Gail of Green Living


Early Spring Garden–Old Herbs
Thyme

I’ve been learning new things about container gardening; I’ve even signed up for a class with Urban Harvest!  I don’t ever want to stop learning…about organic gardening, real estate, life, etc!  NOTE:  I have never put a chemical fertilizer or bug repellant on my herbs.  They just don’t need it.  A healthy dose of compost a couple of times a year is all they ask!

One thing I know from experience is that herbs are super-duper raised in pots and most last for years!  I have had this pot of Thyme so long, I’m guessing it must be at least 15 years old.  In the winter, the foliage turns reddish, but it tastes the same.  It is a tangled mess, and it just keeps giving!  But having herbs in pots keeps them more contained, because in a garden, they tend to crawl or give out seeds, and they can take over the place!

New Rosemary

The New Rosemary is only about 14 months old at our house, after receiving it as a small Christmas tree last year.

Old Rosemary

The Old Rosemary has been around longer than any other, I think.  It has a wood trunk that has lots of character and the trunk has put out long, flowing fronds full of wonderful fragrance and delicate purple flowers.  These stems don’t even mind the intense heat of the patio in the summer.  We love this herb on chicken and pork roasts and added to garlic new potatoes!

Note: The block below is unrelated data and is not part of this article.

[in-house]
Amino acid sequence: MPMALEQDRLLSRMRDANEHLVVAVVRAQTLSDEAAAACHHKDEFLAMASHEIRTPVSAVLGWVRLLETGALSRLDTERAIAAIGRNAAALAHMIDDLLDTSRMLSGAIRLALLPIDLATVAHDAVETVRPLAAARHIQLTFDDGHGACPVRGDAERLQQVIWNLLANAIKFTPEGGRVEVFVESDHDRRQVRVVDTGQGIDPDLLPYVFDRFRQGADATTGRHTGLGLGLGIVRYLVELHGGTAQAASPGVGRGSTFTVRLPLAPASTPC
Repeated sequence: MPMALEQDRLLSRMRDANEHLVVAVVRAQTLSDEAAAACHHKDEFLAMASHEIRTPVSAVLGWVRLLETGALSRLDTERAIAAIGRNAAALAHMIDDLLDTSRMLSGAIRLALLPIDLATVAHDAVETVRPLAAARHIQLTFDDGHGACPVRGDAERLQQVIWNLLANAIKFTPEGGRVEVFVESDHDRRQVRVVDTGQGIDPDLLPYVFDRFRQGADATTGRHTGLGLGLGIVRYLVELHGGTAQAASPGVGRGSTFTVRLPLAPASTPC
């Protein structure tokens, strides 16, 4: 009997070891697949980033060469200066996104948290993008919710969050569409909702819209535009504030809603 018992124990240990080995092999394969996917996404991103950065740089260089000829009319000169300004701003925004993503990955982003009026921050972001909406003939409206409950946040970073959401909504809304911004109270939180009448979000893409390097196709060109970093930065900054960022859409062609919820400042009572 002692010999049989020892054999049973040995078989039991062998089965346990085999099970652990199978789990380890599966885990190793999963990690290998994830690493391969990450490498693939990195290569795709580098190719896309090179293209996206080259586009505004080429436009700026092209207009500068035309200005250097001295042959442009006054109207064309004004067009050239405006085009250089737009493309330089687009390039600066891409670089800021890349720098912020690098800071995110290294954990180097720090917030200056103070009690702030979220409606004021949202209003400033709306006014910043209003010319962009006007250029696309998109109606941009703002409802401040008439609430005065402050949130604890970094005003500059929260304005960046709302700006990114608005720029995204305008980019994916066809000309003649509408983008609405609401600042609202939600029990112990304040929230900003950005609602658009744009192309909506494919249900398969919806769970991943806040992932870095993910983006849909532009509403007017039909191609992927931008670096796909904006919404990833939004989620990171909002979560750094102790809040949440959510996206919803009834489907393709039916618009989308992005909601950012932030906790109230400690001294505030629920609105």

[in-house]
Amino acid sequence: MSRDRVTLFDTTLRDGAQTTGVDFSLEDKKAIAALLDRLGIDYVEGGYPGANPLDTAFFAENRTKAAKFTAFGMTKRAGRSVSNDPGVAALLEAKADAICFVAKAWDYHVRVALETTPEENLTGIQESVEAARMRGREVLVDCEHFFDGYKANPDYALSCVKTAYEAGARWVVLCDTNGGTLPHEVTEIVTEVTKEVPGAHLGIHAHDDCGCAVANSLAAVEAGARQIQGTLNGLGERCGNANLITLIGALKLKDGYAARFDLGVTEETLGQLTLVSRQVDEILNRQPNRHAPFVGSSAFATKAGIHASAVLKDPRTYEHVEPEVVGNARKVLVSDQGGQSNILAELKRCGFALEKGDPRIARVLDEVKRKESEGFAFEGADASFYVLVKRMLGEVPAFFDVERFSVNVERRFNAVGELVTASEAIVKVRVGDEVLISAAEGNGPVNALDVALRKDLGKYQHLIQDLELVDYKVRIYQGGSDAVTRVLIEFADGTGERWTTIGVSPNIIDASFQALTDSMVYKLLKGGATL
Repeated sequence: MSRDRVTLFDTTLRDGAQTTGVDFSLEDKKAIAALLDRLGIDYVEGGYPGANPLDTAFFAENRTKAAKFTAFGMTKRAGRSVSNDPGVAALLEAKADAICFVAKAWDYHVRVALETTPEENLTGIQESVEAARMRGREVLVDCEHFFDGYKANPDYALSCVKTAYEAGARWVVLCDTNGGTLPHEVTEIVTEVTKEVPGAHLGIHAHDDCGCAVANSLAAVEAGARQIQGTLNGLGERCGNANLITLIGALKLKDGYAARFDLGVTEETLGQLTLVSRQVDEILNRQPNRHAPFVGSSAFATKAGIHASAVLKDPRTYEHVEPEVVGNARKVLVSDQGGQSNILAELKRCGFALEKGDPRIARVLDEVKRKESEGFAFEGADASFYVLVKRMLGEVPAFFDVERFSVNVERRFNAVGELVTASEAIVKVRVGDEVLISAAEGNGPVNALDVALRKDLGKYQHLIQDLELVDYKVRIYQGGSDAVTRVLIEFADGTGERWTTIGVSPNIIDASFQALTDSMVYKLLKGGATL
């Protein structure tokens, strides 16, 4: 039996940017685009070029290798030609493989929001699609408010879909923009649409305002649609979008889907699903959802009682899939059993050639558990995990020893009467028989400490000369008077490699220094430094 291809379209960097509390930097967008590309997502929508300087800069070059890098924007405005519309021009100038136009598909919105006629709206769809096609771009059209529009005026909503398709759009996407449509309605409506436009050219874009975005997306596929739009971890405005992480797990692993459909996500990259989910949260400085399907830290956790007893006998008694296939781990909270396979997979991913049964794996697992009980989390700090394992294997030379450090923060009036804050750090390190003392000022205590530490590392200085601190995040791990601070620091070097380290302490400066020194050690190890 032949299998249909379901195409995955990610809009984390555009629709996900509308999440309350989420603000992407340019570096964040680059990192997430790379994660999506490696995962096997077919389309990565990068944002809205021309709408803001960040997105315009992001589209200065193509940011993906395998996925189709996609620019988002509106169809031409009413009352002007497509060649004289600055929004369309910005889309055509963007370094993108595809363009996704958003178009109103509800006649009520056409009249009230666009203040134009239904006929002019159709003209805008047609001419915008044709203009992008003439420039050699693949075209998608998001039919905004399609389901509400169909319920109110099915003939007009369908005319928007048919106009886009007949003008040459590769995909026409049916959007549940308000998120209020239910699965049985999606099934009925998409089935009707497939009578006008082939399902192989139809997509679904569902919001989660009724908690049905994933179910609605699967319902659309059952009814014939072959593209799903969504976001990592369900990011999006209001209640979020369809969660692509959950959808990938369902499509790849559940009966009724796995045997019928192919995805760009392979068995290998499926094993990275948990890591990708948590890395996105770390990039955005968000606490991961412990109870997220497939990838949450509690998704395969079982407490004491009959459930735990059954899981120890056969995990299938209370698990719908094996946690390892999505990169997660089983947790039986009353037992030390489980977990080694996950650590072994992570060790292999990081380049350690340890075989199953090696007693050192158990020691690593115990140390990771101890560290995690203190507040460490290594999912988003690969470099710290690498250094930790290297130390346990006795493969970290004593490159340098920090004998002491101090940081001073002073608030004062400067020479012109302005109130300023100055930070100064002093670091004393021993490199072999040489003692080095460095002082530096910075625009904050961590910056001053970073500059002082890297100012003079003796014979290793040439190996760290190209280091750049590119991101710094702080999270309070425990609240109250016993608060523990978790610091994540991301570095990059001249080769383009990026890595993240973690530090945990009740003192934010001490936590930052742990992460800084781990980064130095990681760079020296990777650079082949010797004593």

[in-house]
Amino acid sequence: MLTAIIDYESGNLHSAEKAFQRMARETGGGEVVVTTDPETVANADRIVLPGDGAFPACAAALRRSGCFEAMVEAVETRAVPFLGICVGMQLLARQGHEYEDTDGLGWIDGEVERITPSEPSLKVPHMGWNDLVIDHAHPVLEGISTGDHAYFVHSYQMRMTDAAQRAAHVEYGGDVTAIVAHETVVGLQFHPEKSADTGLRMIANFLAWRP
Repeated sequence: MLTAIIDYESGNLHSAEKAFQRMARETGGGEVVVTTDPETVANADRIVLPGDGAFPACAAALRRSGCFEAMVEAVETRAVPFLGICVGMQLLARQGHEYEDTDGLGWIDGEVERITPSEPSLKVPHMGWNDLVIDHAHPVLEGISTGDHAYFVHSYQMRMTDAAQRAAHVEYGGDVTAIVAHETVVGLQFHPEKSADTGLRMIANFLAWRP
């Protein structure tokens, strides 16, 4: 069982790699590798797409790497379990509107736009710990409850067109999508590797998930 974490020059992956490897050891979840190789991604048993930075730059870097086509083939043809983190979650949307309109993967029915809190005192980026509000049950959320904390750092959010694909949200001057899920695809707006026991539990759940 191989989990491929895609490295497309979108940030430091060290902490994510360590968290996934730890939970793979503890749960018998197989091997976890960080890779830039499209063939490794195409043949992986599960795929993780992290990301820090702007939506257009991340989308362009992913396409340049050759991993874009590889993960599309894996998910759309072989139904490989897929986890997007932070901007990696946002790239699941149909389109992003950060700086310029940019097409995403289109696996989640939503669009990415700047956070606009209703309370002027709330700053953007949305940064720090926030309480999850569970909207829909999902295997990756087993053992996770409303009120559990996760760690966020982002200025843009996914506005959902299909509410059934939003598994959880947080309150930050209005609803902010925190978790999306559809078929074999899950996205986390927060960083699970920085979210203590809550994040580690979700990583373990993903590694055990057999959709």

Sweet Marjoram

Sweet Marjoram is from the Oregano family, and this herb is wonderful in stews and soups!  It’s been a part of the herb presence in our yard about 15 years, too.

Oregano

The Oregano bush is about 4′ in diameter and continues to bloom and seed a zillion seeds every year.  I can’t give them all away!  You just can’t make an Italian dish without it!  The Oregano and Sweet Marjoram are way too big to bring in during a freeze, so I just cover them well with a sheet.  They even made it through the 20+ degree freeze we had last winter.

Next time I will post about newer herbs we have added recently.  What herbs have you grown for a long time with success?



Talking about “No” Bugs!

Remember my post “Not Always Good Results”?  I thought I had lost the battle I was having with mealy bugs on my green bell pepper plant.

NOT my usual beautiful green bell pepper plant!

I thought I would remove all the leaves that were damaged by either my vinegar/water bug repellent or the bugs.  After that, I fed the plant with organic bone meal and epsom salts, alternating weeks.

Now, there are many healthy leaves as well as blooms and small peppers!  And there are no bugs (today anyway).  I even enjoyed one in a salad.

So don’t give up when bugs come to call on your organic garden!  Attention and patience can work to turn the situation around in your favor!

Share your success stories for insect control and organic gardening; I’d like to hear your story!